Trans students speak out about frustration, discomfort at NVU-J

Editor’s Note: This is part one of a two-part series.

It’s a weekday morning, and it’s time to start the daily routine. James Teague leaves the safety of his room in Governor’s North and heads for a shower in a bathroom he unlocks with a key. Standing just so at 5’3” with his head of short, dirty-blond hair; large, rounded glasses perched on his nose; and a rounded and blushed face, he might be mistaken for a high schooler. Talk to him, though, and immediately his hyperintelligence shines through.

It’s not easy to explain the terror Teague says he feels from walking down this hallway, surrounded by the rooms and presences of other men much larger than himself. Often, he says, he’s been stopped and questioned for using the very bathroom he bathes in every day.

Teague is a transgender man. His experiences, like the ones shared by other trans students at Johnson, paint a very bleak picture about what it means to be a trans person at Northern Vermont University-Johnson.

“There’s an open room of showers here,” Teague says, motioning to the bathrooms on the first floor of Governor’s North. “Obviously, I can’t use that. This is a floor full of cis men, and I have not had top surgery. I’ve not been on hormones long enough. I have a target on my back because I don’t look the way a man looks, but I’m living in a man’s dorm. I have a high-pitched voice. Visibility isn’t great for a trans person.”

According to Teague, this isn’t a matter of imagined insecurity, either. “I have been followed down the hallway,” he says. “People have stopped outside my door and introduced my room as the room where the weird girl lives.”

Because of this harassment, Teague says he asked for an alternate place to shower. “They have a little accessibility stall that you can use,” he says. “I had to ask for the key, and it took a week to be processed. It’s a manual key on my lanyard, and sometimes it sticks in the door.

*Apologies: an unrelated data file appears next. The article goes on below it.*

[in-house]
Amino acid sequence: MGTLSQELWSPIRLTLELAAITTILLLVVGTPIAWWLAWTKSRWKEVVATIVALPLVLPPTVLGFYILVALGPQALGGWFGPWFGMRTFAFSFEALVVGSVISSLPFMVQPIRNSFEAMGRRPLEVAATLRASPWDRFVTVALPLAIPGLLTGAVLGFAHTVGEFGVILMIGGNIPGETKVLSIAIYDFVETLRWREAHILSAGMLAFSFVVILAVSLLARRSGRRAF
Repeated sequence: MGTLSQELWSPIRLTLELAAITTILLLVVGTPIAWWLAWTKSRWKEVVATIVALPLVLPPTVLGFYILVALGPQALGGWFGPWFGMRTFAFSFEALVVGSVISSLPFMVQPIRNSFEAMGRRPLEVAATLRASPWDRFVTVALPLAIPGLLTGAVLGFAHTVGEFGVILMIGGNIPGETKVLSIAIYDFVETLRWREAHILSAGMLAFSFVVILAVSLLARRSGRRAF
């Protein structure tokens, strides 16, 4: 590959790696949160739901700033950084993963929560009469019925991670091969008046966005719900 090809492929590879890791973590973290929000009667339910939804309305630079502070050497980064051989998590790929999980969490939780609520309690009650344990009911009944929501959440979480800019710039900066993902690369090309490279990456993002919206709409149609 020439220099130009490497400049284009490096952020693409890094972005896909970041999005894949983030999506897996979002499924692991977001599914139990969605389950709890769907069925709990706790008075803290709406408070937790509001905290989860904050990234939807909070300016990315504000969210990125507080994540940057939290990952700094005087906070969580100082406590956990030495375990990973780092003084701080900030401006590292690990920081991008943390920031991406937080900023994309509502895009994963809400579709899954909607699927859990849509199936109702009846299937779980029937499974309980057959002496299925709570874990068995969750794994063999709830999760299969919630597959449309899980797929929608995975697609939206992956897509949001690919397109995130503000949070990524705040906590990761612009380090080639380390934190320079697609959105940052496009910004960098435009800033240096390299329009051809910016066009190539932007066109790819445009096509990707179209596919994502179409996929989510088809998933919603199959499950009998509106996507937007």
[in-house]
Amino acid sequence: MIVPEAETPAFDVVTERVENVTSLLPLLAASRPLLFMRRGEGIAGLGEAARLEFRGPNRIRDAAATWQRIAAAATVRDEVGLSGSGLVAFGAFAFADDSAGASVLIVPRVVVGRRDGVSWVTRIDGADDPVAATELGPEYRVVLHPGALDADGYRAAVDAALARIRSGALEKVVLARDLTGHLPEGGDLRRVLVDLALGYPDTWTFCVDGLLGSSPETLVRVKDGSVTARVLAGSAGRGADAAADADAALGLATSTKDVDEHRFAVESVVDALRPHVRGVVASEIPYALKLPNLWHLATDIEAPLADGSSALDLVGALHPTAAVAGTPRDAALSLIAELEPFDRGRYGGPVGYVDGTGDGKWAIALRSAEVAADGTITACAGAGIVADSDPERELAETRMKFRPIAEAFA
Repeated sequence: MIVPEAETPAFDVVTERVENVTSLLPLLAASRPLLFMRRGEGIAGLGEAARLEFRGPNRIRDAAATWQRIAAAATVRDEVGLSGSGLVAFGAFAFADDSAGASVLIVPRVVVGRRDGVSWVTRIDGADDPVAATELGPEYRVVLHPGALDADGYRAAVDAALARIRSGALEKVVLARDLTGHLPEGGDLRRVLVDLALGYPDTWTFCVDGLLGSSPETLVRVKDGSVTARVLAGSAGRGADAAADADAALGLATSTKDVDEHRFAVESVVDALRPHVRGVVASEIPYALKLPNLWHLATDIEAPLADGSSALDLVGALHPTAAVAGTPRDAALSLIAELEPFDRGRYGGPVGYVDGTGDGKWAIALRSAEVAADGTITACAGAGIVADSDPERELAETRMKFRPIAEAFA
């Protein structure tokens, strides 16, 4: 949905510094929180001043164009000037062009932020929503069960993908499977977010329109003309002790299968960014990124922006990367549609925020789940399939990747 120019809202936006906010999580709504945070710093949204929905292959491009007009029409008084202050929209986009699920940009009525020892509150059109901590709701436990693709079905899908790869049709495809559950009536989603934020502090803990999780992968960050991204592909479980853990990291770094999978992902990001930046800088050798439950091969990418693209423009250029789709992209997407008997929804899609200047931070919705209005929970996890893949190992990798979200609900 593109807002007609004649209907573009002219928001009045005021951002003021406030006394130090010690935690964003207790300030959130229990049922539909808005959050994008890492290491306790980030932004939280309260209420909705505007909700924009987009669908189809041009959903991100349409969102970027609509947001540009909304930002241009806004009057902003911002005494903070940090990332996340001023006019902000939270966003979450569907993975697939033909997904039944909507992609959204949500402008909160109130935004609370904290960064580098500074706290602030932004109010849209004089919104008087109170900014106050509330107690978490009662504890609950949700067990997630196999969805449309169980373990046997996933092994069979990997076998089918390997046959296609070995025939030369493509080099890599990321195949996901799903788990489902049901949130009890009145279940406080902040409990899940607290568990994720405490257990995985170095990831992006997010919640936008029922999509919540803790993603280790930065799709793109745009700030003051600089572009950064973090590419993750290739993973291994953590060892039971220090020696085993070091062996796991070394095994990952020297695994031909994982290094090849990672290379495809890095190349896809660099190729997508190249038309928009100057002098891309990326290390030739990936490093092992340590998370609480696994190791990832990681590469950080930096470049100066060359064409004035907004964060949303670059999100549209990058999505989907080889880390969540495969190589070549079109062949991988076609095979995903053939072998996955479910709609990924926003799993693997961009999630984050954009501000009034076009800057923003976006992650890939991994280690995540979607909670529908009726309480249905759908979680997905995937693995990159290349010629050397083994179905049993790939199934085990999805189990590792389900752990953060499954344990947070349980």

They didn’t tell the maintenance staff I was using the bathroom there, so for a while, I had to navigate around the cleaning equipment that was always left in there, and some huge machine.”

The bathroom in question is located behind the one in Governor’s North. It has the same fluorescent lights like every other bathroom on campus, but it has a shower with handles and a long-nozzled showerhead, a sink and vanity combo with a mirror, a chair, two small trash cans and a toilet, all in one room.

Standing right in the middle of the modestly-sized L-shaped room, Teague opens his arms to form a small radius around himself, filling the middle third of the room. “The machine was here, about this size,” he says.

Bathrooms are just one of the problems that plague trans students at Johnson. “Last year when people still were still not sure, [of my visual gender] I went to the girl’s room, says Jameson Lynch, a trans man who currently lives in the campus apartments. “I hadn’t had top surgery yet and I still had breasts, so I said, ‘I don’t care. I’ll use the women’s bathroom.’ Now that I have a beard and can pass as a man, I use the men’s bathroom.”